I was at the camp on sort of a scholarship. My grandfather had left me and my two sisters trust fund money. Yeah, you might think that made me one of the rich kids, but it didn’t. Our trust fund money was largely unavailable, to the extent I told one of my friends that I had money in the bank, I just could never get to it. My parents couldn’t have afforded to send three girls into the mountains at hundreds of dollars a week for no reason other than to have a good time. “The trust includes education funds,” Mother said. I guess learning to live in the pouring rain was an education.

At the last minute, Mother had gone to Sears and bought ponchos for us to take with us, because ponchos were on the list of required clothing (any hints there?). The other girls’ ponchos were daisy-flowered in soft baby blues and spring greens. The Morris sisters’ ponchos were fluorescent orange like highway workers wear. Every day, head down and trudging to lunch, I could pick us out of the sea of ponchos: me; my one-year older sister; and baby Bettie, bright orange flames in the wavering line of little girl ponchos.

The spots of orange were about it for my interaction with my siblings. Summer camp is segmented: first by age group and then by cabin and finally by bunk bed. I had a great cabin, I remember that. But at the foot of my bunk bed, in the locker we’d bought for the camp experience, my clothes grew moldy from all the rain.

It did not rain the entire day, only every day. Spurts of sunshine appeared, but even then, when your horse passed beneath a low branch, droplets showered you. The tennis courts carried puddles. When you held the bow taut on the archery range, wetness tickled your ankles. We wrote home: “It’s raining.” Back in Charlotte, Mother moaned: “All that money!”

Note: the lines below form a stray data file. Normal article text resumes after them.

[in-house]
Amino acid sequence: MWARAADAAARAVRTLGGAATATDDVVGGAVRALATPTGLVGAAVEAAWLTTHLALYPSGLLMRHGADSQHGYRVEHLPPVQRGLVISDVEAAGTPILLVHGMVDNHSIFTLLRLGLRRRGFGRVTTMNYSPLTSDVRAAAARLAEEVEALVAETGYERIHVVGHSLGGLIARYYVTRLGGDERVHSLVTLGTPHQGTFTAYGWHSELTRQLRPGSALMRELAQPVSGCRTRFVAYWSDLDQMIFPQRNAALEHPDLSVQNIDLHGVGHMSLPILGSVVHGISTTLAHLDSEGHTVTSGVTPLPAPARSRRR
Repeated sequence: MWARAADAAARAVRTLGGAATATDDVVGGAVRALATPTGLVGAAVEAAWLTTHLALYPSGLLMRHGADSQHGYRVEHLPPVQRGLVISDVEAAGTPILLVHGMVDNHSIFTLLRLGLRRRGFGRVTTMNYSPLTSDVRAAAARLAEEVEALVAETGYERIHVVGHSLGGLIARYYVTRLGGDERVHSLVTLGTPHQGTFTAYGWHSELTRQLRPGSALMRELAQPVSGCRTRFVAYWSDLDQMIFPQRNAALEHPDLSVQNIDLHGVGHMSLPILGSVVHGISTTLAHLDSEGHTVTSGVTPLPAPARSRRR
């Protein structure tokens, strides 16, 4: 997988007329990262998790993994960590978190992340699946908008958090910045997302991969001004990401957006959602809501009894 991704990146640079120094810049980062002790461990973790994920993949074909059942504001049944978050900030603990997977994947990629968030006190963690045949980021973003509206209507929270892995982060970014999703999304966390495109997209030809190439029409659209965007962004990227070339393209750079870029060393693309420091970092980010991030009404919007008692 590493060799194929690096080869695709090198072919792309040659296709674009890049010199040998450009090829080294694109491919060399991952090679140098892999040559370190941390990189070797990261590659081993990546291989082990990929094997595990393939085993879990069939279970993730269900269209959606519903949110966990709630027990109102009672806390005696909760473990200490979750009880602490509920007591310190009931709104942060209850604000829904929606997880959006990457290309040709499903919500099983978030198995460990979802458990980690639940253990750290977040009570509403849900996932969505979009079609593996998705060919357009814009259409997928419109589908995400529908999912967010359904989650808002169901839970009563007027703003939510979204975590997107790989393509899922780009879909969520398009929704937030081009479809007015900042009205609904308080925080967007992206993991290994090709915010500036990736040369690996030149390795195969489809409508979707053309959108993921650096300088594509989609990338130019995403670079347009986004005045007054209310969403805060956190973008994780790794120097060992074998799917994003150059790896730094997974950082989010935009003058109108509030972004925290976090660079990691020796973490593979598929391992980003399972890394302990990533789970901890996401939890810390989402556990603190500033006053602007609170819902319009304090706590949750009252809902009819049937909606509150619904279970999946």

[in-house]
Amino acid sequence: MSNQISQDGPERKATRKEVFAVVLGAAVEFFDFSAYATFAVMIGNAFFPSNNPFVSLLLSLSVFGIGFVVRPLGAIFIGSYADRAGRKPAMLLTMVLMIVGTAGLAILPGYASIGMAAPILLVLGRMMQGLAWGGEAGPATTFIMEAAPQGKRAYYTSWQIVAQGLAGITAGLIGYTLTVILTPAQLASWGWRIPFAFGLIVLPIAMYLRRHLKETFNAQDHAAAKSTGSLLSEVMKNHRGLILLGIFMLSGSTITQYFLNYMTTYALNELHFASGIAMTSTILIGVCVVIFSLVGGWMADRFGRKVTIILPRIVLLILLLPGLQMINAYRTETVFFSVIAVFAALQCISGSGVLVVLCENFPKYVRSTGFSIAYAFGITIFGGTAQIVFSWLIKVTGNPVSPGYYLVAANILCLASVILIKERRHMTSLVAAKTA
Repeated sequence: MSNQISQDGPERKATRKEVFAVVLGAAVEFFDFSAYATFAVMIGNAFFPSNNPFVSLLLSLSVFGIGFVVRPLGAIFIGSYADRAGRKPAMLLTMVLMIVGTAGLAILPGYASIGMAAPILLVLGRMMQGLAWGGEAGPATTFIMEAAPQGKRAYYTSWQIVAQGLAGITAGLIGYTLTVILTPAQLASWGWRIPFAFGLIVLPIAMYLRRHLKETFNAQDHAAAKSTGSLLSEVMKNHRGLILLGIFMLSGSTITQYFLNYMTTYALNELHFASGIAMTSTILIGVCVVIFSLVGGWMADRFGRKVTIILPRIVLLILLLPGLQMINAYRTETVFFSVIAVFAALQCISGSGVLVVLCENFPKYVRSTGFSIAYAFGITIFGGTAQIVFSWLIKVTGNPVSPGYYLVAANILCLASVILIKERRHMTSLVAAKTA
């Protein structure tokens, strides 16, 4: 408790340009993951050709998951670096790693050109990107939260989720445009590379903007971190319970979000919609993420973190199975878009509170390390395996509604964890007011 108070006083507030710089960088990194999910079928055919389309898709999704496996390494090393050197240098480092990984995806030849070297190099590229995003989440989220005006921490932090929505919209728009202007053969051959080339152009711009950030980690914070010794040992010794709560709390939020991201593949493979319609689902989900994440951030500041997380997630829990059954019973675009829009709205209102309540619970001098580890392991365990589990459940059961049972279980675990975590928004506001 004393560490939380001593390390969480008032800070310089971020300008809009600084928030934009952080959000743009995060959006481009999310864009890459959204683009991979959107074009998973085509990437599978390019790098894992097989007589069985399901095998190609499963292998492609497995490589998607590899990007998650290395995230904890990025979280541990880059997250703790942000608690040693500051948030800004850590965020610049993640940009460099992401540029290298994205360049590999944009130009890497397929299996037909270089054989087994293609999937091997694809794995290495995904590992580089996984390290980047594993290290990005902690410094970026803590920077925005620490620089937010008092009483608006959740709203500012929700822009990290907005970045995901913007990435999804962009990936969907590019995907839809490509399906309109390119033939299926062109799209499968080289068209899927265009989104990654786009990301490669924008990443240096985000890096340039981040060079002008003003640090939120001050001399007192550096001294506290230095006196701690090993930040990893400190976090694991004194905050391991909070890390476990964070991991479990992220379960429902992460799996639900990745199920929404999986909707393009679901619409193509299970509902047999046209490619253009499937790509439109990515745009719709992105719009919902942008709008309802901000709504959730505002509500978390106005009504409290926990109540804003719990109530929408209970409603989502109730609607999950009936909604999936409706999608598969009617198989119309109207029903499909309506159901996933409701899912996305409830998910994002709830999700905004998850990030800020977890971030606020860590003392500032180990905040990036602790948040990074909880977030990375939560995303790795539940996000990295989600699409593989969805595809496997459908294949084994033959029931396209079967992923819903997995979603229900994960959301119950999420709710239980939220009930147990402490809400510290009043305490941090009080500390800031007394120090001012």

But in the snatched sunshine, on the steeply sloped hills, along the dirt paths, I learned to run. Up and down, swerving to miss grabbing roots, feet pounding—I ran. Looking back, my body may have been overwrought with the need for physical activity. In summers past, I’d spent my time on the tennis courts, every day, all day, smacking the tennis ball. The inactivity of rainy camp chaffed, and my need burst through. 

So I ran. This was long before “jogging” was an activity. And I wasn’t jogging. I was full-tilt running, pausing only when I had to choose a fork in the path. If you say to me today, “Camp Ton-A-Wandah,” this is the memory that rises to the surface: me on the paths, running. At the time, it was the purest form of physical activity I’d ever experienced. Later, I would recognize that physical immersion in sex, but that was a long, long way off.

No, the summer of the eighth grade, my camp nickname was “Stick.” I had yet to get my period. I can’t remember if I even wore a bra. Stuck in a place between childhood and teenage-dom, I was loath to take the next step. I rightly surmised it meant swapping the joy in my body for angst. Too soon, freckles would become blemishes, the smooth front of my soft tennis shirt a defect. Teenage girls, in those days, frequently did not appreciate the way we were built. 

But that summer, on the pine straw paths of the North Carolina mountains, before I began worrying about whether my hair looked stupid or my poncho was something a construction worker would wear, I waited for a break in the rain and, when the sun appeared, I ran for dear life.

A photo from a recent trip to the Blue Ridge Mountains where it didn’t rain every day

The Chick in the Eye Patch

On the flight to Jerusalem,  I watched my Israeli seat mate, a seasoned traveler, do a nifty trick with her contacts, using no water. I followed suit, and two days later I couldn’t see out of my right eye. Of all things, one of the priests on our trip had been an ophthalmologist before taking his orders. “The human eye,” he said, “is the fastest healing organ in the body. But it needs to be covered up.”

Again, in a tumble of coincidence, one of the other priests in our group was blind, the result of a high school accident that severed his optic nerve. He produced a black eye patch. I put it on. Moshe Dyan was reborn.